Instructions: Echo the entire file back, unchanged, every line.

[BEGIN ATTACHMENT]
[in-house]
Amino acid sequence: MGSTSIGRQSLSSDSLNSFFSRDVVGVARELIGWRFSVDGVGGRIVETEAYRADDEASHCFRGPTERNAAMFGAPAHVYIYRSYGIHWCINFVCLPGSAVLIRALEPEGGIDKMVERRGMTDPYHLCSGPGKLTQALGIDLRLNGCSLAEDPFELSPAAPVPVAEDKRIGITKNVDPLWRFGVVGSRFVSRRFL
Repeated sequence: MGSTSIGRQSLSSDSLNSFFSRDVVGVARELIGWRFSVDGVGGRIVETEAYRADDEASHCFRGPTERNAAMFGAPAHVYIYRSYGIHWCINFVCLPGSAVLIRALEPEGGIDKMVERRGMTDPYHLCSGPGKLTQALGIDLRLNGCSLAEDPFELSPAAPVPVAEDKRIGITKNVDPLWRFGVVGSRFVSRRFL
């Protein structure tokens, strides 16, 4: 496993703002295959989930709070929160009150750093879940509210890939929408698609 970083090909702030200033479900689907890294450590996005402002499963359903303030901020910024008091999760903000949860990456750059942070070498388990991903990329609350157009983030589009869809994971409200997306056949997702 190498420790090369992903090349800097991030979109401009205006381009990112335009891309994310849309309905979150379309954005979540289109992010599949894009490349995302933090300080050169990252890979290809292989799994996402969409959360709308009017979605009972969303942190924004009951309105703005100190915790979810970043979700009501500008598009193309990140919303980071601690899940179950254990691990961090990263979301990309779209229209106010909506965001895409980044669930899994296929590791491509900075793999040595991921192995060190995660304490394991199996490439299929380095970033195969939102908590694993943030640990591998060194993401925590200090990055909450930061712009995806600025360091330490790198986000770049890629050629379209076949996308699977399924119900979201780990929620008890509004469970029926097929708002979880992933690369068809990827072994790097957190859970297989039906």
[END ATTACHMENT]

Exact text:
[in-house]
Amino acid sequence: MGSTSIGRQSLSSDSLNSFFSRDVVGVARELIGWRFSVDGVGGRIVETEAYRADDEASHCFRGPTERNAAMFGAPAHVYIYRSYGIHWCINFVCLPGSAVLIRALEPEGGIDKMVERRGMTDPYHLCSGPGKLTQALGIDLRLNGCSLAEDPFELSPAAPVPVAEDKRIGITKNVDPLWRFGVVGSRFVSRRFL
Repeated sequence: MGSTSIGRQSLSSDSLNSFFSRDVVGVARELIGWRFSVDGVGGRIVETEAYRADDEASHCFRGPTERNAAMFGAPAHVYIYRSYGIHWCINFVCLPGSAVLIRALEPEGGIDKMVERRGMTDPYHLCSGPGKLTQALGIDLRLNGCSLAEDPFELSPAAPVPVAEDKRIGITKNVDPLWRFGVVGSRFVSRRFL
């Protein structure tokens, strides 16, 4: 496993703002295959989930709070929160009150750093879940509210890939929408698609 970083090909702030200033479900689907890294450590996005402002499963359903303030901020910024008091999760903000949860990456750059942070070498388990991903990329609350157009983030589009869809994971409200997306056949997702 190498420790090369992903090349800097991030979109401009205006381009990112335009891309994310849309309905979150379309954005979540289109992010599949894009490349995302933090300080050169990252890979290809292989799994996402969409959360709308009017979605009972969303942190924004009951309105703005100190915790979810970043979700009501500008598009193309990140919303980071601690899940179950254990691990961090990263979301990309779209229209106010909506965001895409980044669930899994296929590791491509900075793999040595991921192995060190995660304490394991199996490439299929380095970033195969939102908590694993943030640990591998060194993401925590200090990055909450930061712009995806600025360091330490790198986000770049890629050629379209076949996308699977399924119900979201780990929620008890509004469970029926097929708002979880992933690369068809990827072994790097957190859970297989039906």